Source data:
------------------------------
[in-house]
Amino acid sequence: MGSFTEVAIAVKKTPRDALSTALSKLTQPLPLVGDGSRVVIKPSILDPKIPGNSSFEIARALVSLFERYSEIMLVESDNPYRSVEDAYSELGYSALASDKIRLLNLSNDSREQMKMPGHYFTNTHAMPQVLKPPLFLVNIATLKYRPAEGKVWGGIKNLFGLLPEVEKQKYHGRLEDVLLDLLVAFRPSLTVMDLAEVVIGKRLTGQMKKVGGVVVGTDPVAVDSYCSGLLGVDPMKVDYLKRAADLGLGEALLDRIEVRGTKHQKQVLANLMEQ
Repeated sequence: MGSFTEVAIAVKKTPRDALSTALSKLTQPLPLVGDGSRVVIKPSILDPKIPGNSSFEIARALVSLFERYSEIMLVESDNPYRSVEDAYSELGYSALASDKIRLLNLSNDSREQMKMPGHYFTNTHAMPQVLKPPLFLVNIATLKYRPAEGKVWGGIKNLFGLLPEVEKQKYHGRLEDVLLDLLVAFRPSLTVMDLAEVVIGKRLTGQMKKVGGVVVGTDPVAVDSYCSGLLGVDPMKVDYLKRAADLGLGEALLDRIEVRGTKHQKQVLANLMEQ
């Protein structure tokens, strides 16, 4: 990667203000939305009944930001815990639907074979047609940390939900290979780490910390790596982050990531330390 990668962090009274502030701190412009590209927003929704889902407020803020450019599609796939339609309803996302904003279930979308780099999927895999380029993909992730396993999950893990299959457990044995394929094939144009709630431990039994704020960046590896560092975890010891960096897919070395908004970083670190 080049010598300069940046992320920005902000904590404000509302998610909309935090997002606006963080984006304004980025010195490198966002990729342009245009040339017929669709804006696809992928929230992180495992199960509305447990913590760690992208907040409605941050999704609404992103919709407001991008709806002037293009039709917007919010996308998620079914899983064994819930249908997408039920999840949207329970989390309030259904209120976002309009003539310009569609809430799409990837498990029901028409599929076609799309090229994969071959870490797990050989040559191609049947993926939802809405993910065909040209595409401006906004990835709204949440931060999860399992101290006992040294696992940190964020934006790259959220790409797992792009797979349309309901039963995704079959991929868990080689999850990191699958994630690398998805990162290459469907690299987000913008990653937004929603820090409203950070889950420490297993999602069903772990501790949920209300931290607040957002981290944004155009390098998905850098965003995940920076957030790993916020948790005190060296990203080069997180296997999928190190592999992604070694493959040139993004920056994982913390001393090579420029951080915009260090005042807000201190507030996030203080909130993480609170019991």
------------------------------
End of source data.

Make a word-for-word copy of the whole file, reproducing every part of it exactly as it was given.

[in-house]
Amino acid sequence: MGSFTEVAIAVKKTPRDALSTALSKLTQPLPLVGDGSRVVIKPSILDPKIPGNSSFEIARALVSLFERYSEIMLVESDNPYRSVEDAYSELGYSALASDKIRLLNLSNDSREQMKMPGHYFTNTHAMPQVLKPPLFLVNIATLKYRPAEGKVWGGIKNLFGLLPEVEKQKYHGRLEDVLLDLLVAFRPSLTVMDLAEVVIGKRLTGQMKKVGGVVVGTDPVAVDSYCSGLLGVDPMKVDYLKRAADLGLGEALLDRIEVRGTKHQKQVLANLMEQ
Repeated sequence: MGSFTEVAIAVKKTPRDALSTALSKLTQPLPLVGDGSRVVIKPSILDPKIPGNSSFEIARALVSLFERYSEIMLVESDNPYRSVEDAYSELGYSALASDKIRLLNLSNDSREQMKMPGHYFTNTHAMPQVLKPPLFLVNIATLKYRPAEGKVWGGIKNLFGLLPEVEKQKYHGRLEDVLLDLLVAFRPSLTVMDLAEVVIGKRLTGQMKKVGGVVVGTDPVAVDSYCSGLLGVDPMKVDYLKRAADLGLGEALLDRIEVRGTKHQKQVLANLMEQ
């Protein structure tokens, strides 16, 4: 990667203000939305009944930001815990639907074979047609940390939900290979780490910390790596982050990531330390 990668962090009274502030701190412009590209927003929704889902407020803020450019599609796939339609309803996302904003279930979308780099999927895999380029993909992730396993999950893990299959457990044995394929094939144009709630431990039994704020960046590896560092975890010891960096897919070395908004970083670190 080049010598300069940046992320920005902000904590404000509302998610909309935090997002606006963080984006304004980025010195490198966002990729342009245009040339017929669709804006696809992928929230992180495992199960509305447990913590760690992208907040409605941050999704609404992103919709407001991008709806002037293009039709917007919010996308998620079914899983064994819930249908997408039920999840949207329970989390309030259904209120976002309009003539310009569609809430799409990837498990029901028409599929076609799309090229994969071959870490797990050989040559191609049947993926939802809405993910065909040209595409401006906004990835709204949440931060999860399992101290006992040294696992940190964020934006790259959220790409797992792009797979349309309901039963995704079959991929868990080689999850990191699958994630690398998805990162290459469907690299987000913008990653937004929603820090409203950070889950420490297993999602069903772990501790949920209300931290607040957002981290944004155009390098998905850098965003995940920076957030790993916020948790005190060296990203080069997180296997999928190190592999992604070694493959040139993004920056994982913390001393090579420029951080915009260090005042807000201190507030996030203080909130993480609170019991």